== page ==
P.S.  Rest in Peace, Joan Lee.  This movie and character may not exist at all without your support.

WATCH REVIEWS HERE!  YouTube  OTHER JOKES HERE!  Twitter  BE A FAN HERE!  Facebook  If you like these reviews so much, spread the word.  Keep me motivated!  Also, if you like them so much, why don’t you marry them?!

Crazy, Stupid, Love (2011)


The War Between the Sexes is Over.  Men Won the Second Women Started Doing Pole Dancing for Exercise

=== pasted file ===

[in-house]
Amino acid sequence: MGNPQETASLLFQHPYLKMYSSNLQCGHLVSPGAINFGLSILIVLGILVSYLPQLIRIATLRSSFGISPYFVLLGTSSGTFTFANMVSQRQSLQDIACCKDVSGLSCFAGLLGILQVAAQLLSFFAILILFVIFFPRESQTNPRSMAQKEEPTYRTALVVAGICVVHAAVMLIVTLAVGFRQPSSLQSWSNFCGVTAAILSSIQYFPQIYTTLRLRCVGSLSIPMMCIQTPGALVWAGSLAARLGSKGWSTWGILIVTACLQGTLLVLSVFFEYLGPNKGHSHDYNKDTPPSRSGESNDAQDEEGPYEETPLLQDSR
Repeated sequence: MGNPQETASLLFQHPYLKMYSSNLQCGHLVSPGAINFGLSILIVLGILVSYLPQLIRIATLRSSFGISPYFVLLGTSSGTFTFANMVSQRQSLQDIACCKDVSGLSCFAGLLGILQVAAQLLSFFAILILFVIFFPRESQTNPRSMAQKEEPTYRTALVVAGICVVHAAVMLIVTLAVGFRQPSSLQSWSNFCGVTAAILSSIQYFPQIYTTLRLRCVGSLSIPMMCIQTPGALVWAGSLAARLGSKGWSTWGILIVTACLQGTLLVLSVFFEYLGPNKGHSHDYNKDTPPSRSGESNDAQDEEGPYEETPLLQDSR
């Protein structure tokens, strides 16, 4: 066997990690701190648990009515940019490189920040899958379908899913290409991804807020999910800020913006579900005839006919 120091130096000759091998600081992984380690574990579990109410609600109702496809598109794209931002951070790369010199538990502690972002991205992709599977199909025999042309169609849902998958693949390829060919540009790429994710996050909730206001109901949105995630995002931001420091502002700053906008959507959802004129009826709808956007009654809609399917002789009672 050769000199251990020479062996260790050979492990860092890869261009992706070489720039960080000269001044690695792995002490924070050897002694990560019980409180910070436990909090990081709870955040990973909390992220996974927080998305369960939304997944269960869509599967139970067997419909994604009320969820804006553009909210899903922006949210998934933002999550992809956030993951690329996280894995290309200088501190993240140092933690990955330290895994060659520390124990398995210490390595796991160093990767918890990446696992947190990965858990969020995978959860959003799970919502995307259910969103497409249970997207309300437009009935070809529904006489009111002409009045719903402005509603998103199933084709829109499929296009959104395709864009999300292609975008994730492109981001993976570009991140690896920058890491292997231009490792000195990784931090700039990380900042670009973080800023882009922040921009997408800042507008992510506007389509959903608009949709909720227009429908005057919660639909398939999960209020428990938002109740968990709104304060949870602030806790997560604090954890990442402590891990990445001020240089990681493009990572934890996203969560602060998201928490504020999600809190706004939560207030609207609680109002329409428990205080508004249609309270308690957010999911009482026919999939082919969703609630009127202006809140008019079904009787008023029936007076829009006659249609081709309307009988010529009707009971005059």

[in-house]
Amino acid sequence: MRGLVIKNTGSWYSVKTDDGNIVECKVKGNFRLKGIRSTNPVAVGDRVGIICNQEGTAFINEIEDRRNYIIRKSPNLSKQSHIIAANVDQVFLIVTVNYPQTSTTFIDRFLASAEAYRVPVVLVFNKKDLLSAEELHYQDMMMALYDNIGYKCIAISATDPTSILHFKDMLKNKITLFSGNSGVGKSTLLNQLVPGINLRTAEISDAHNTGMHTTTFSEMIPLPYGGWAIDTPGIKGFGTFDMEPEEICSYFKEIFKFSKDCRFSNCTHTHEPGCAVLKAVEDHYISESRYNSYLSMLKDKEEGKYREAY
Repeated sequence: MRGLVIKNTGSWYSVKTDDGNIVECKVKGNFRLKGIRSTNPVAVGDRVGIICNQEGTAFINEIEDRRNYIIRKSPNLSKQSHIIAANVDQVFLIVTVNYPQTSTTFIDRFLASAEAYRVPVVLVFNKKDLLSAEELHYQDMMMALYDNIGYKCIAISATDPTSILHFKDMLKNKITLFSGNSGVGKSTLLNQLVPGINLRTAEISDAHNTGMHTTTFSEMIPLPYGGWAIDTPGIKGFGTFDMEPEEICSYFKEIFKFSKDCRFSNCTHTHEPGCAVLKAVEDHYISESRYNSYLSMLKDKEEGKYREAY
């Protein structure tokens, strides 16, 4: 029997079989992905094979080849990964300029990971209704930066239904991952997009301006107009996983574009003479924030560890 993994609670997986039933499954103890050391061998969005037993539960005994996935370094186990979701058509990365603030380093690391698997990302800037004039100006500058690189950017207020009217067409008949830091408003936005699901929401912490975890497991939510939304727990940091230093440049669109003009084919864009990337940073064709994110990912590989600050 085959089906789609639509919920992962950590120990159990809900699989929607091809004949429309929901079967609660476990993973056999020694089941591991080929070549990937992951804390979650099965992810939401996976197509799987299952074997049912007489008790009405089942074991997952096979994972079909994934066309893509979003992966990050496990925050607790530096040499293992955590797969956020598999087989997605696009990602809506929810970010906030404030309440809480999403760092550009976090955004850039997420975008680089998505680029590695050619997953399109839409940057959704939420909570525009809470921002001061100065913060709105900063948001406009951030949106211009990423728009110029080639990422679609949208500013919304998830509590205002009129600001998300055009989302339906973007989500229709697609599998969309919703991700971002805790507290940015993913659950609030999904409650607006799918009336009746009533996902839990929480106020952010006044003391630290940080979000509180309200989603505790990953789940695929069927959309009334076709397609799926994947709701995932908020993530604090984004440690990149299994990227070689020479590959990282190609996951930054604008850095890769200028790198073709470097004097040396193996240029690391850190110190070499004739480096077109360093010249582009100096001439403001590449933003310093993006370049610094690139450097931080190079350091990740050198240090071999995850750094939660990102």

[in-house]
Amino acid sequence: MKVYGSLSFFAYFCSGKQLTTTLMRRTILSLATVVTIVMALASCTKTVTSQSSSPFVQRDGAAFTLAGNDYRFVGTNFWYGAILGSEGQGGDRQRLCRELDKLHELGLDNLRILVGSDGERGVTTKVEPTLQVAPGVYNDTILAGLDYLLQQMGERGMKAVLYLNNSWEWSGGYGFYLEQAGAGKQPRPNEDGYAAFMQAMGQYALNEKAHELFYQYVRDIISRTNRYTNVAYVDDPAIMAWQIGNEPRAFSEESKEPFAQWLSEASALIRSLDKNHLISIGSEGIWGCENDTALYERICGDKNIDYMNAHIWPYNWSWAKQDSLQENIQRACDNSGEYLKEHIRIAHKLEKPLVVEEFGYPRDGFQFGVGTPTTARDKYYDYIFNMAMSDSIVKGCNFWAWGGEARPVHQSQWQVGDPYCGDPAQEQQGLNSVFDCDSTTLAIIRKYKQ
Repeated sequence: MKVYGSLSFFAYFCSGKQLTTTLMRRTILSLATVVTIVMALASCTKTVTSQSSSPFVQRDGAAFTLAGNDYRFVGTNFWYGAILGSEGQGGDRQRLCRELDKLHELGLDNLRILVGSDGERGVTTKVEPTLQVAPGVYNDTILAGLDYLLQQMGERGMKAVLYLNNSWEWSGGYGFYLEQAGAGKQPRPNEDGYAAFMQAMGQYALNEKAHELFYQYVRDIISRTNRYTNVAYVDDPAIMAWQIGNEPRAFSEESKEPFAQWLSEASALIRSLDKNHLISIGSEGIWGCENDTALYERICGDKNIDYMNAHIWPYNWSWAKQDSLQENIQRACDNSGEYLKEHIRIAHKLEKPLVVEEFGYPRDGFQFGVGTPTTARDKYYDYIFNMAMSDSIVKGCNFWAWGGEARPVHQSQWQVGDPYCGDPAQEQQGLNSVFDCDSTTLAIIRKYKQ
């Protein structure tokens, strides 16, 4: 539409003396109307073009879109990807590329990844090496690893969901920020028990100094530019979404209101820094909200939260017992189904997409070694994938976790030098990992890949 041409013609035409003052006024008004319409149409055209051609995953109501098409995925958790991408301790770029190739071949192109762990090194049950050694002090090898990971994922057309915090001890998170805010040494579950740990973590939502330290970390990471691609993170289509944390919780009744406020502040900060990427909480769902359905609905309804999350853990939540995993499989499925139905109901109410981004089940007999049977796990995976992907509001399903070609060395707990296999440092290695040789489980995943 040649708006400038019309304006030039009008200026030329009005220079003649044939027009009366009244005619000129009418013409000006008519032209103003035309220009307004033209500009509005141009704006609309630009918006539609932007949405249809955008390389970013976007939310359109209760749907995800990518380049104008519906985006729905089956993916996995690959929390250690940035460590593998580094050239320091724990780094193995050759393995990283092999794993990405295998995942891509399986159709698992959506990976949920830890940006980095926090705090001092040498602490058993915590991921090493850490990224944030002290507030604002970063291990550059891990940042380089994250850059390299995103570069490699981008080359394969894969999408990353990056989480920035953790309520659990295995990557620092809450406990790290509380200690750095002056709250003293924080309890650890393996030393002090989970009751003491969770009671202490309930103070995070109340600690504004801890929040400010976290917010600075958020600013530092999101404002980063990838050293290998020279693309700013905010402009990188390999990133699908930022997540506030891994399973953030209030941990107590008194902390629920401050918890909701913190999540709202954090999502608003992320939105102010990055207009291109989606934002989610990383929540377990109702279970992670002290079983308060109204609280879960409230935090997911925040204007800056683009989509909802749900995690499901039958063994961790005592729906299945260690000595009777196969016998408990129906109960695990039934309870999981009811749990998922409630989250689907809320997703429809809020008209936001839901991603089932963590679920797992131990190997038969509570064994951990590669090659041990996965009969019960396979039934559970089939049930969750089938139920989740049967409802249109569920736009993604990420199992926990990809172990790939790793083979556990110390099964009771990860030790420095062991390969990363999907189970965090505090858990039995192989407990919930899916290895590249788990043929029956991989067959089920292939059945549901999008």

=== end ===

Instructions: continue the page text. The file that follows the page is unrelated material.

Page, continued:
I felt like it was necessary to follow my reviews of the Rocky franchise with something entirely not-Rocky.  This, of course, led to me renting Warrior from RedBox.  But we’ll get to that in a couple of days.  After a bit of a near death experience I had today, I felt like I needed something life affirming.  And, after my roommate Richard yelled at me for suffering through my crippling pain in silence and driving myself to the ER without telling him even though I had to walk past his room to get to my car, he was able to suggest just the right movie for me.  And it was one that came out within the last 50 years, unlike most of the movies he watches.  Let’s see if this movie affirmed my life in my review of Crazy, Stupid, Love, written by Dan Fogelman, directed by Glenn Ficarra and John Requa, and starring Steve Carell, Ryan Gosling, Julianne Moore, Emma Stone, Jonah Bobo, Analeigh Tipton, Joey King, Beth Littleford, John Carroll Lynch, Marisa Tomei, and Kevin Bacon.